Comet McNaught - A First Light Present for STEREO

January 19, 2007
Comet McNaught - A First Light Present for STEREO
This image of Comet McNaught comes from the Heliospheric Imager on one of the STEREO spacecraft, taken Jan. 11, 2007. To the right is the comet nucleus, so bright it saturates the detector creating a bright vertical band in the image. The comet's dynamic tails extend up and to the left. Credit: NASA

This image of Comet McNaught comes from the Heliospheric Imager on one of the STEREO spacecraft, taken Jan. 11, 2007. To the right is the comet nucleus, so bright it saturates the detector creating a bright vertical band in the image. The comet's dynamic tails extend up and to the left.

The lowest of the tails is the ion tail, which points along the direction of the solar wind. Above that is the comet's dust tail pushed out by radiation pressure from the sun. The tail is highly structured, probably the result of dynamic activity in the comet itself.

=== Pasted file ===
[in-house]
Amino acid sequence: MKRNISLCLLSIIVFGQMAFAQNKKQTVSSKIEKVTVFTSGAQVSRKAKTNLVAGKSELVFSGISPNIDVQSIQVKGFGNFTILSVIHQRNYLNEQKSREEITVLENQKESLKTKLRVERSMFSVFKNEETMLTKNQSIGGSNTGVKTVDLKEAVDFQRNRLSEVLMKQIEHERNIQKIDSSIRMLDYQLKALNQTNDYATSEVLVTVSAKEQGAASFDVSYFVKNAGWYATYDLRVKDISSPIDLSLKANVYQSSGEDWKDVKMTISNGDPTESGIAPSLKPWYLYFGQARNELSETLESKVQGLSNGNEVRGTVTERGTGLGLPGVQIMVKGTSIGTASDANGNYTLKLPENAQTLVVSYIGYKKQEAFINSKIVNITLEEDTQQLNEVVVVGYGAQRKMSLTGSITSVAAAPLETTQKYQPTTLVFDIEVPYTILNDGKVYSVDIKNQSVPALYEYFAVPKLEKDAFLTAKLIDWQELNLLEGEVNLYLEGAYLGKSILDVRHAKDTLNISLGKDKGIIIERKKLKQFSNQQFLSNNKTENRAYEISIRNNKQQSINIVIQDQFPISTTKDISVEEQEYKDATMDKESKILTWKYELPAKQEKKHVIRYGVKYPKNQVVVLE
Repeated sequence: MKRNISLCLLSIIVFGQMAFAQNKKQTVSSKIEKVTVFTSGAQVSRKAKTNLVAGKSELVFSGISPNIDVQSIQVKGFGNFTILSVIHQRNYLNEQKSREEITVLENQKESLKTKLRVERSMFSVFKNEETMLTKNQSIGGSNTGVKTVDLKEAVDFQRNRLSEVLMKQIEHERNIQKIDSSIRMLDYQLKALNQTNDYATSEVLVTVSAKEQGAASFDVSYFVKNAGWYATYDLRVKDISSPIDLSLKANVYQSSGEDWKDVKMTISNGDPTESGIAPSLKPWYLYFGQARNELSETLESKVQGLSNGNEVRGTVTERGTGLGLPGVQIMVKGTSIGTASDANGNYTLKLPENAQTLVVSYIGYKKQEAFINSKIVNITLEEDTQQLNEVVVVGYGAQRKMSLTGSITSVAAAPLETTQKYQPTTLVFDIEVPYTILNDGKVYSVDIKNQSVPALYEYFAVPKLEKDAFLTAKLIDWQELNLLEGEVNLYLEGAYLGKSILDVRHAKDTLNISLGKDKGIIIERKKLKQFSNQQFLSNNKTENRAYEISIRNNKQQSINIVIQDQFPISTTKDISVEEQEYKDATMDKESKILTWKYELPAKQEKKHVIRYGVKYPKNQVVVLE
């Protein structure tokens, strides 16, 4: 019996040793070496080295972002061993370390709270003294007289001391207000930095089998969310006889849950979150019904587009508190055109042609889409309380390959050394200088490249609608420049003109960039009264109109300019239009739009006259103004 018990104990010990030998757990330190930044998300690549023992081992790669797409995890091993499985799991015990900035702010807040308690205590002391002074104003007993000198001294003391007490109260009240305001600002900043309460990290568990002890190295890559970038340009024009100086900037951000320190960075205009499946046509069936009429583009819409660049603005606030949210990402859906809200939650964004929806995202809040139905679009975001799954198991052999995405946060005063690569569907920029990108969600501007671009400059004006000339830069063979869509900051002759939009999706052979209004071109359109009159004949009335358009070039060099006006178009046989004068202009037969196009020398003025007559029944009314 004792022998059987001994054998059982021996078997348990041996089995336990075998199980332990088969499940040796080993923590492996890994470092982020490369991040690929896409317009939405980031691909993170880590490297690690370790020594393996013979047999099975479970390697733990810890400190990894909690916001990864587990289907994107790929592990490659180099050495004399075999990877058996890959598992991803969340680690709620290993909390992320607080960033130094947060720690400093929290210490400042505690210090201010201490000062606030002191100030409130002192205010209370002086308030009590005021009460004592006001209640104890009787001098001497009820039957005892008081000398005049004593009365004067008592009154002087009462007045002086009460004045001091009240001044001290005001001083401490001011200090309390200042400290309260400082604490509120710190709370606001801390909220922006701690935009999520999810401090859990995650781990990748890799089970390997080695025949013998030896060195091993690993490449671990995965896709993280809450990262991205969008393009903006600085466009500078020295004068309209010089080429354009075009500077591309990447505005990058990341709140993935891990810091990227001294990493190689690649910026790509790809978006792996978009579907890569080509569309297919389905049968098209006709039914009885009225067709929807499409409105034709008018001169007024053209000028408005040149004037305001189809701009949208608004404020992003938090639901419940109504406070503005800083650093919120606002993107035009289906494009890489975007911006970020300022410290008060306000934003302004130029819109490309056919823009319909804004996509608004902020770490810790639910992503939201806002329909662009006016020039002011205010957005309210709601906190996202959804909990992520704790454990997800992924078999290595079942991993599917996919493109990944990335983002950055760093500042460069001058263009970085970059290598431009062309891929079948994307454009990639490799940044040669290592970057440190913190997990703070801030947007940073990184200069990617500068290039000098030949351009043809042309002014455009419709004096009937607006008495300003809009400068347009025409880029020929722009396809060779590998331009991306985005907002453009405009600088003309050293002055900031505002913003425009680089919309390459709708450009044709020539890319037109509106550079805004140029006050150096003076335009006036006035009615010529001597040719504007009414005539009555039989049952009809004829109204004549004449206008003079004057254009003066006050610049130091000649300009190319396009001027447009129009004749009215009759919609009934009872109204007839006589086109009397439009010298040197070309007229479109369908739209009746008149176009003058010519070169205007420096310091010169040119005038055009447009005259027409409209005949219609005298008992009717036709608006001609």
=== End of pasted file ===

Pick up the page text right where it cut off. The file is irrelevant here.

Although the two STEREO observatories have been turning on their instruments since mid-December, the Heliospheric Imagers on this spacecraft turned on for the first time on Jan. 11 - just in time to see the spectacular Comet McNaught.

The Heliospheric Imagers are designed to observe the space between the Sun and the Earth in order to watch solar storms as they head our way. But here the Heliospheric Imagers are also able to observe Comet McNaught as it heads towards the sun.

STEREO's SECCHI/HI instrument was built by a consortium led by the Naval Research Laboratory (USA), and includes the University of Birmingham (UK), Rutherford Appleton Laboratory (UK) and Centre Spatiale de Liege (Belgium). Image credit: NASA

Source: NASA, by Rani Gran

Explore further: Study finds that a comet's tail may shed light on solar wind heating

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